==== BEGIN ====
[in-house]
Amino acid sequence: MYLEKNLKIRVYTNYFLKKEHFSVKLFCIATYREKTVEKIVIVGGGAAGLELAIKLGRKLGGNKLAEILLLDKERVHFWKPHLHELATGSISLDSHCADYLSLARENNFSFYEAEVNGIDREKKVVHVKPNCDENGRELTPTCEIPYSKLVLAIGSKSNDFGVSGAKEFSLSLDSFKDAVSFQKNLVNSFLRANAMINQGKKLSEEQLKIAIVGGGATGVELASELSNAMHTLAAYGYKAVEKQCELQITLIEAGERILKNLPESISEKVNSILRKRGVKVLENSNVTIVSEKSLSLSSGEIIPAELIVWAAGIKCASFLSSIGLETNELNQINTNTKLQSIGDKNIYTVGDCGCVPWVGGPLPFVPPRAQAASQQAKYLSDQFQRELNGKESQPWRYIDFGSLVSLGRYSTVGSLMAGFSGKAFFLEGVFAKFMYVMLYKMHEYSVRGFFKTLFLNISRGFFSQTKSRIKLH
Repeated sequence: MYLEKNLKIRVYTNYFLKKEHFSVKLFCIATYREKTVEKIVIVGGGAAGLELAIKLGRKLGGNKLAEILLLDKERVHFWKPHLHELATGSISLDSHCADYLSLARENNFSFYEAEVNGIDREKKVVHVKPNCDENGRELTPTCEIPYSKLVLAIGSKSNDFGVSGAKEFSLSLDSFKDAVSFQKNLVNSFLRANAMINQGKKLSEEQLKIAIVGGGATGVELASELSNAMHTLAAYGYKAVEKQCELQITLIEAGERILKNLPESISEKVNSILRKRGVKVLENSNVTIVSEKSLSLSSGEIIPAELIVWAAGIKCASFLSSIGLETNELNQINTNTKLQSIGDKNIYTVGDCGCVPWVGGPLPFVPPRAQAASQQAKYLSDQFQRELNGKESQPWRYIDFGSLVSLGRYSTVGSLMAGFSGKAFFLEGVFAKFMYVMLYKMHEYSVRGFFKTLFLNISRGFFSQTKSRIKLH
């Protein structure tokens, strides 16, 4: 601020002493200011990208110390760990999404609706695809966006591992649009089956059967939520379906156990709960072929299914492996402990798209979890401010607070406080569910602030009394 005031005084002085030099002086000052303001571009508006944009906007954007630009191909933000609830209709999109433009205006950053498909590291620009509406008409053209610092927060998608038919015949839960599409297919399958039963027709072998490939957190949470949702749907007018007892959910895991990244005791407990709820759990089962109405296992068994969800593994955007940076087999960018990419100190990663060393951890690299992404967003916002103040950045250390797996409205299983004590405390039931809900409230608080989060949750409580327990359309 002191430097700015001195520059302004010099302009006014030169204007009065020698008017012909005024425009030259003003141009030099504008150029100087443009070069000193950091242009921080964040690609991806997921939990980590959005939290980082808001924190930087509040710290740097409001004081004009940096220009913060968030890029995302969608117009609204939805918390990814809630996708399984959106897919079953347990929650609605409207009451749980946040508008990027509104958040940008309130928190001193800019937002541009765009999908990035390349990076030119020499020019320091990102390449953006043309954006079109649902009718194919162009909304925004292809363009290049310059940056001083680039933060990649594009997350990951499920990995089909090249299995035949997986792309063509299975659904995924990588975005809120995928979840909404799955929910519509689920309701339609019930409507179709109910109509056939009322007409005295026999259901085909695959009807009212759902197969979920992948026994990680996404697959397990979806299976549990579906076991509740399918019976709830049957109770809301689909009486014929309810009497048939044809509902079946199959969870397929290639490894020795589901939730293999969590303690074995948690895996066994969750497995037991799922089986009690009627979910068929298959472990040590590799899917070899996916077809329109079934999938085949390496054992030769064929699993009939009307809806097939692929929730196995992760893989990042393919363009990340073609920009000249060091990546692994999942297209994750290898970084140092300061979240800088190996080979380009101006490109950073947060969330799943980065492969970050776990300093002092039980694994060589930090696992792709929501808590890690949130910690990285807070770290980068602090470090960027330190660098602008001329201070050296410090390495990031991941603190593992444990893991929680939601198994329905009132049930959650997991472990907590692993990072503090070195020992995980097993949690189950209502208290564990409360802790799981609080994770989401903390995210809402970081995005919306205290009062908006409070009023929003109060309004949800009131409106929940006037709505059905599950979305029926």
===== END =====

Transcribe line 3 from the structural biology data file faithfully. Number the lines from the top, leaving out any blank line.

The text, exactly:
Repeated sequence: MYLEKNLKIRVYTNYFLKKEHFSVKLFCIATYREKTVEKIVIVGGGAAGLELAIKLGRKLGGNKLAEILLLDKERVHFWKPHLHELATGSISLDSHCADYLSLARENNFSFYEAEVNGIDREKKVVHVKPNCDENGRELTPTCEIPYSKLVLAIGSKSNDFGVSGAKEFSLSLDSFKDAVSFQKNLVNSFLRANAMINQGKKLSEEQLKIAIVGGGATGVELASELSNAMHTLAAYGYKAVEKQCELQITLIEAGERILKNLPESISEKVNSILRKRGVKVLENSNVTIVSEKSLSLSSGEIIPAELIVWAAGIKCASFLSSIGLETNELNQINTNTKLQSIGDKNIYTVGDCGCVPWVGGPLPFVPPRAQAASQQAKYLSDQFQRELNGKESQPWRYIDFGSLVSLGRYSTVGSLMAGFSGKAFFLEGVFAKFMYVMLYKMHEYSVRGFFKTLFLNISRGFFSQTKSRIKLH